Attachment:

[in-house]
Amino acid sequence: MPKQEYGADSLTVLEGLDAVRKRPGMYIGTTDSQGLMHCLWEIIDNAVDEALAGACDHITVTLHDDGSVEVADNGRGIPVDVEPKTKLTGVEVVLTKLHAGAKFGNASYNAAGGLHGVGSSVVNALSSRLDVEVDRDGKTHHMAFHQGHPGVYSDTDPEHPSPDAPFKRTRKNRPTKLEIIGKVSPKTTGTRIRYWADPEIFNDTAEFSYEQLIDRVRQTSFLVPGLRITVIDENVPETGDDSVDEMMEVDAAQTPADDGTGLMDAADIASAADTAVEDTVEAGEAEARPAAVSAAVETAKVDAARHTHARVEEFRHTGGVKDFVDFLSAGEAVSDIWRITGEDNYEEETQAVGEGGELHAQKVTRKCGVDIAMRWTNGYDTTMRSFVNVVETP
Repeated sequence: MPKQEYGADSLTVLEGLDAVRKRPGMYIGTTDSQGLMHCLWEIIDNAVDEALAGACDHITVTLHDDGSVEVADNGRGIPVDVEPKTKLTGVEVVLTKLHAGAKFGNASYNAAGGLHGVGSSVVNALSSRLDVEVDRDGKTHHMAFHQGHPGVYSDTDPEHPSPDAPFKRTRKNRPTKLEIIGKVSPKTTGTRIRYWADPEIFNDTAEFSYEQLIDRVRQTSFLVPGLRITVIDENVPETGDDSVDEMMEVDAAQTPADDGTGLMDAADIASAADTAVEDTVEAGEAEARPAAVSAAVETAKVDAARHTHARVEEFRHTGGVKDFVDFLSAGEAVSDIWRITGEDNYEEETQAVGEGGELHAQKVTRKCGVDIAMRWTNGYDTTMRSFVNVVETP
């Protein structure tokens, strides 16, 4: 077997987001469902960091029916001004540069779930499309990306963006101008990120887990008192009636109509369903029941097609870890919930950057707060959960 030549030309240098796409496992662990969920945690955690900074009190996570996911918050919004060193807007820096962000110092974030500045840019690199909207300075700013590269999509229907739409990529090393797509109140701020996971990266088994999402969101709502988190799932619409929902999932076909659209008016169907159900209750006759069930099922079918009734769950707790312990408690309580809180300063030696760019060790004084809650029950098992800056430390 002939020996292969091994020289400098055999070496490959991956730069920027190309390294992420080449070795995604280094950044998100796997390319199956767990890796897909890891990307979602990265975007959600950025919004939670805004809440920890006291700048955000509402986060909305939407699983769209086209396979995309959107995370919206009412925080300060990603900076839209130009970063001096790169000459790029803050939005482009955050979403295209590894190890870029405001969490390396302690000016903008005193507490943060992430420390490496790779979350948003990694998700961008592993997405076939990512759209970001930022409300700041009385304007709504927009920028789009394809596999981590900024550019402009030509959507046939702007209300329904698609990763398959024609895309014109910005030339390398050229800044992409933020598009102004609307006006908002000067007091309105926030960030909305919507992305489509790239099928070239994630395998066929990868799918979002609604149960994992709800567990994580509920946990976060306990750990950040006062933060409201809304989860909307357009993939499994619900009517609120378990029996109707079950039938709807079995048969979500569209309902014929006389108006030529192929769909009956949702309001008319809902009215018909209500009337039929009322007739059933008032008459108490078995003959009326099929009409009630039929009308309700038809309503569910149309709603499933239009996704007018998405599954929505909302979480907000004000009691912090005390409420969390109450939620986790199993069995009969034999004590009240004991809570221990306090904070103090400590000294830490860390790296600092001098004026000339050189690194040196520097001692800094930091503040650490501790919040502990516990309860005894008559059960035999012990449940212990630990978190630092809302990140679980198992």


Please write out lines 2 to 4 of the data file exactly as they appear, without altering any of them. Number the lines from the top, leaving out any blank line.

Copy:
Amino acid sequence: MPKQEYGADSLTVLEGLDAVRKRPGMYIGTTDSQGLMHCLWEIIDNAVDEALAGACDHITVTLHDDGSVEVADNGRGIPVDVEPKTKLTGVEVVLTKLHAGAKFGNASYNAAGGLHGVGSSVVNALSSRLDVEVDRDGKTHHMAFHQGHPGVYSDTDPEHPSPDAPFKRTRKNRPTKLEIIGKVSPKTTGTRIRYWADPEIFNDTAEFSYEQLIDRVRQTSFLVPGLRITVIDENVPETGDDSVDEMMEVDAAQTPADDGTGLMDAADIASAADTAVEDTVEAGEAEARPAAVSAAVETAKVDAARHTHARVEEFRHTGGVKDFVDFLSAGEAVSDIWRITGEDNYEEETQAVGEGGELHAQKVTRKCGVDIAMRWTNGYDTTMRSFVNVVETP
Repeated sequence: MPKQEYGADSLTVLEGLDAVRKRPGMYIGTTDSQGLMHCLWEIIDNAVDEALAGACDHITVTLHDDGSVEVADNGRGIPVDVEPKTKLTGVEVVLTKLHAGAKFGNASYNAAGGLHGVGSSVVNALSSRLDVEVDRDGKTHHMAFHQGHPGVYSDTDPEHPSPDAPFKRTRKNRPTKLEIIGKVSPKTTGTRIRYWADPEIFNDTAEFSYEQLIDRVRQTSFLVPGLRITVIDENVPETGDDSVDEMMEVDAAQTPADDGTGLMDAADIASAADTAVEDTVEAGEAEARPAAVSAAVETAKVDAARHTHARVEEFRHTGGVKDFVDFLSAGEAVSDIWRITGEDNYEEETQAVGEGGELHAQKVTRKCGVDIAMRWTNGYDTTMRSFVNVVETP
């Protein structure tokens, strides 16, 4: 077997987001469902960091029916001004540069779930499309990306963006101008990120887990008192009636109509369903029941097609870890919930950057707060959960 030549030309240098796409496992662990969920945690955690900074009190996570996911918050919004060193807007820096962000110092974030500045840019690199909207300075700013590269999509229907739409990529090393797509109140701020996971990266088994999402969101709502988190799932619409929902999932076909659209008016169907159900209750006759069930099922079918009734769950707790312990408690309580809180300063030696760019060790004084809650029950098992800056430390 002939020996292969091994020289400098055999070496490959991956730069920027190309390294992420080449070795995604280094950044998100796997390319199956767990890796897909890891990307979602990265975007959600950025919004939670805004809440920890006291700048955000509402986060909305939407699983769209086209396979995309959107995370919206009412925080300060990603900076839209130009970063001096790169000459790029803050939005482009955050979403295209590894190890870029405001969490390396302690000016903008005193507490943060992430420390490496790779979350948003990694998700961008592993997405076939990512759209970001930022409300700041009385304007709504927009920028789009394809596999981590900024550019402009030509959507046939702007209300329904698609990763398959024609895309014109910005030339390398050229800044992409933020598009102004609307006006908002000067007091309105926030960030909305919507992305489509790239099928070239994630395998066929990868799918979002609604149960994992709800567990994580509920946990976060306990750990950040006062933060409201809304989860909307357009993939499994619900009517609120378990029996109707079950039938709807079995048969979500569209309902014929006389108006030529192929769909009956949702309001008319809902009215018909209500009337039929009322007739059933008032008459108490078995003959009326099929009409009630039929009308309700038809309503569910149309709603499933239009996704007018998405599954929505909302979480907000004000009691912090005390409420969390109450939620986790199993069995009969034999004590009240004991809570221990306090904070103090400590000294830490860390790296600092001098004026000339050189690194040196520097001692800094930091503040650490501790919040502990516990309860005894008559059960035999012990449940212990630990978190630092809302990140679980198992």